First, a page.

Hear from a veteran family

Hear from a veteran family

30 March 2021

Nearly one in four people who access support at Mates4Mates are family members of veterans impacted by service. When veterans are dealing with serious mental health issues or injuries, the dynamics of their family unit can be significantly altered. But with the right support, there is a way forward, as Anna Douglas discovered.

When Anna’s husband, Wayne, was diagnosed with post-traumatic stress disorder (PTSD) and started deteriorating, she had no idea of the extent of difficulties that she was about to face.

Wayne served in the Australian Army for more than 20 years before discharging. But like many veterans, the trauma of his experiences followed him home.

Anna soon discovered that in addition to veterans becoming socially isolated, partners can quickly become isolated too.

“All of a sudden we are carers – and have to pick up the skills and knowledge to support our partner, and try to find people to support us along the way,” she said.

“Veterans face the trauma every day, but we also live through that trauma with them and that can be challenging.

“You learn their trigger points and can predict their behaviours – but as a result it can change your behaviour and you can experience symptoms of secondary PTSD too.”

Anna knew she had to find a way forward and focus on what was in her control. She took it upon herself to learn as much as she could about veteran issues, PTSD, and how to support a partner through it. Through this, she has found Mates4Mates to be an important pillar of support on their journey.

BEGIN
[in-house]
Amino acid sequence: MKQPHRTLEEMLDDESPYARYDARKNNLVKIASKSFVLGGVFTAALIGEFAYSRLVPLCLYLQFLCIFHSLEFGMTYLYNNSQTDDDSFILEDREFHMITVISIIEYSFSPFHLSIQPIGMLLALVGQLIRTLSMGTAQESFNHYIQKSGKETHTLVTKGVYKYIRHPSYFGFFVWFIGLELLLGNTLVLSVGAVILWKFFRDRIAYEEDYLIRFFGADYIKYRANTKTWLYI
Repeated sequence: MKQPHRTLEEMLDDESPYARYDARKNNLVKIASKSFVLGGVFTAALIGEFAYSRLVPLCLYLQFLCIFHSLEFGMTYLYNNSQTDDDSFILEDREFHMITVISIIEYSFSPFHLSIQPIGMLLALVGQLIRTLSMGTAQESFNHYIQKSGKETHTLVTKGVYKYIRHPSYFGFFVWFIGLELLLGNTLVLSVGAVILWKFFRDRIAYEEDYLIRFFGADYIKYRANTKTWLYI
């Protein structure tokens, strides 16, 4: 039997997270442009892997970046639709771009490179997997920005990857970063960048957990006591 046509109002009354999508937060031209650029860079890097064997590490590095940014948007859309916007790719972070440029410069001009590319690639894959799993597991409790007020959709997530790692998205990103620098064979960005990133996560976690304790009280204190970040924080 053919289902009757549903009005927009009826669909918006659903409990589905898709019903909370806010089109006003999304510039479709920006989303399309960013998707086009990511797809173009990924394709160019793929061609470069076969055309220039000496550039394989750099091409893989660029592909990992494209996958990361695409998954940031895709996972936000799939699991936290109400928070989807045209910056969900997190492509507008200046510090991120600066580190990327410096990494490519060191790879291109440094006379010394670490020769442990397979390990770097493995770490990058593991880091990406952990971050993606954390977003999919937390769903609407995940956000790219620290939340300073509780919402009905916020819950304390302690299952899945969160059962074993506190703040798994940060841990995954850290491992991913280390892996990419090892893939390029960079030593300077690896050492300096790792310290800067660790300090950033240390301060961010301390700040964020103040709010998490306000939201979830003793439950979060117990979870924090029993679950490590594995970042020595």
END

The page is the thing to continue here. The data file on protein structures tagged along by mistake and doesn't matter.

“The staff at Mates4Mates engage the entire family unit which has been amazing. As a family, we needed this. This has given us the opportunity to take part in fun activities and spend time together without any of the stress,” she said.

“For me, as a partner, it provides so much respite. Wayne said it has also enabled him to become a better father and connect with his children. It helps him get out of the house and into a safe place to socialise.

“We’ve also been able to use services like the couples counselling, and find a community there.”

While many days are still tough, Anna said that by having the support of Mates4Mates – which has become like an extended family to them – she has learnt that she can build resilience and get through it.

Now, she’s passionate about raising awareness of the impacts of service-related injuries on families and the importance of having support and information available to families, in addition to veterans.

“I’ve seen many veterans and partners find themselves overwhelmed and wanting to give up, but you can work through it with support. We need to have that message out there. A veteran family can work,” she said.

“There is support from organisations like Mates4Mates who you can talk through everything with. Open Arms is also available 24/7 – you can call them anytime you need, even in the middle of the night.”

Anna said while raising awareness of the effects on families is important to her, she also wants to encourage the wider community to educate themselves on the issues that veterans face.

“Many veterans have been through stuff that we will never have to go through. And they did it for all of us,” she said.

“It’s important that we have more empathy for their experiences. If you see someone acting strange and you know they are a veteran – have some empathy – because you don’t know if they have PTSD or what they’re going through.

“As a community, we need to be a lot more embracing towards veterans and families to help them get through.”

Mates4Mates services are available to current serving members, veterans, and family members. If you need support, call 1300 4 MATES. 

Tags:
  • Veterans
  • Mental health
  • Partners and families

Latest news

news1

Link Between Balance and Back Function

Your balance reveals a lot about your back function. For a number of individuals, standing in certain positions or holding particular postures can be hard to stay steady or upright.

news1

The importance of reading for mental health

Reading is an activity most of us do on a daily basis. It is essential not only for finding out information but for connecting with other people.

news1

Breaking the stigma around suicide and mental illness

Suicide among veterans is higher than the general population and as distressing as it is to talk about, we need to talk about it and mental health issues in order to prevent more men and women taking their lives.